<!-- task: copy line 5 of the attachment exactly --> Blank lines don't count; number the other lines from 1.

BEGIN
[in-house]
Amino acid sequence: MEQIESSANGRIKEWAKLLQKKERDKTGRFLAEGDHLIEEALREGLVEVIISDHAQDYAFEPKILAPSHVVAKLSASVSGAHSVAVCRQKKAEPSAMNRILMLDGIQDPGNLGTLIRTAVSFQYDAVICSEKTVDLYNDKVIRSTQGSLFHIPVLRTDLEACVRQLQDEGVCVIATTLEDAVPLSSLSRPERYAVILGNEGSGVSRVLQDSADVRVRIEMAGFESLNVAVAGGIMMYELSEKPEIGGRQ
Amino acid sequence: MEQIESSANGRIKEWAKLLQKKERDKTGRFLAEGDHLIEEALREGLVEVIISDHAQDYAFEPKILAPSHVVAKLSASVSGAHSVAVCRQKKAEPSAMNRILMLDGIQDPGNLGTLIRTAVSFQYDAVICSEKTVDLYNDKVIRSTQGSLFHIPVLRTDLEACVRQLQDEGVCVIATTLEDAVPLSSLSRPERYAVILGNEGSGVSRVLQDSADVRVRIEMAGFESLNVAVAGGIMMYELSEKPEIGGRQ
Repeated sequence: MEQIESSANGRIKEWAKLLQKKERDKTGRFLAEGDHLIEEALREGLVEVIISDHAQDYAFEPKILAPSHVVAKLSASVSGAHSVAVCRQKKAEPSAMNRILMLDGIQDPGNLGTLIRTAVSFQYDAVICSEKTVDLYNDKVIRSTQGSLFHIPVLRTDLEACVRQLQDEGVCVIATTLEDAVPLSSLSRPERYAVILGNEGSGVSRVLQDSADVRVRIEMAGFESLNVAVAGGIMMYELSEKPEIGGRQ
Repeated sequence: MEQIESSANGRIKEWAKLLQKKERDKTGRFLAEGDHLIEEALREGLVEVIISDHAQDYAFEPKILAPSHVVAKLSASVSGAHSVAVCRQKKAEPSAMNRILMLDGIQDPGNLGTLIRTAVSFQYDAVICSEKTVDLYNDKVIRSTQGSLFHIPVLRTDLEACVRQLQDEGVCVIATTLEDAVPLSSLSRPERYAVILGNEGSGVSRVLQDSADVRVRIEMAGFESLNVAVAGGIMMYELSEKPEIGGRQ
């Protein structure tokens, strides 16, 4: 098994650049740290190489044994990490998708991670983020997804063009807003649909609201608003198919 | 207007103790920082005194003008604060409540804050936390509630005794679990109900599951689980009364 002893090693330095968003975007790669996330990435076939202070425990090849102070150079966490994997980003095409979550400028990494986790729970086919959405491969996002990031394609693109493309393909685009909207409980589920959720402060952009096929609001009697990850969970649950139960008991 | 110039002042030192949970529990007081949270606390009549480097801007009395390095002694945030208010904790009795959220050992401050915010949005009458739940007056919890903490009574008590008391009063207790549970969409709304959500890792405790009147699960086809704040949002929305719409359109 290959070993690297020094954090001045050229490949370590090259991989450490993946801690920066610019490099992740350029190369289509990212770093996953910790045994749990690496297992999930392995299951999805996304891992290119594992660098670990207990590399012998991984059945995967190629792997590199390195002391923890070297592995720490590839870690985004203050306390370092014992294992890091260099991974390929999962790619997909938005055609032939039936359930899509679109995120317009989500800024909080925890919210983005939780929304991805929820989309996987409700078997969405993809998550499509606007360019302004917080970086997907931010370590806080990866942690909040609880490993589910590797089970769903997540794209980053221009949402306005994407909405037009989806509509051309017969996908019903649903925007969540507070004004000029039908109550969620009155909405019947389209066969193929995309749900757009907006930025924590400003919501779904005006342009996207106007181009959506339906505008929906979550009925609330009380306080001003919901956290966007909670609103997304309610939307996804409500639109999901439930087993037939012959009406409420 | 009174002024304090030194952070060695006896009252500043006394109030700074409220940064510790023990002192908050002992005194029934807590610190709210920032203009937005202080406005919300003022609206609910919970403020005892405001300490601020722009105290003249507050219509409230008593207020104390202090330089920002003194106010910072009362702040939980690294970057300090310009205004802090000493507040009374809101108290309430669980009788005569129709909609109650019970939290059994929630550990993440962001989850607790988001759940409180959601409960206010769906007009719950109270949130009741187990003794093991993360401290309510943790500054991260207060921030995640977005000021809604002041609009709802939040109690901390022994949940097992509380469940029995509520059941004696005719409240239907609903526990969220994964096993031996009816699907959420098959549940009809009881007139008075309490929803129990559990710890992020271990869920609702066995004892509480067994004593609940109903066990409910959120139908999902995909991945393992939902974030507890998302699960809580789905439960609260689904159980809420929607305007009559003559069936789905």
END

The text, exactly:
Repeated sequence: MEQIESSANGRIKEWAKLLQKKERDKTGRFLAEGDHLIEEALREGLVEVIISDHAQDYAFEPKILAPSHVVAKLSASVSGAHSVAVCRQKKAEPSAMNRILMLDGIQDPGNLGTLIRTAVSFQYDAVICSEKTVDLYNDKVIRSTQGSLFHIPVLRTDLEACVRQLQDEGVCVIATTLEDAVPLSSLSRPERYAVILGNEGSGVSRVLQDSADVRVRIEMAGFESLNVAVAGGIMMYELSEKPEIGGRQ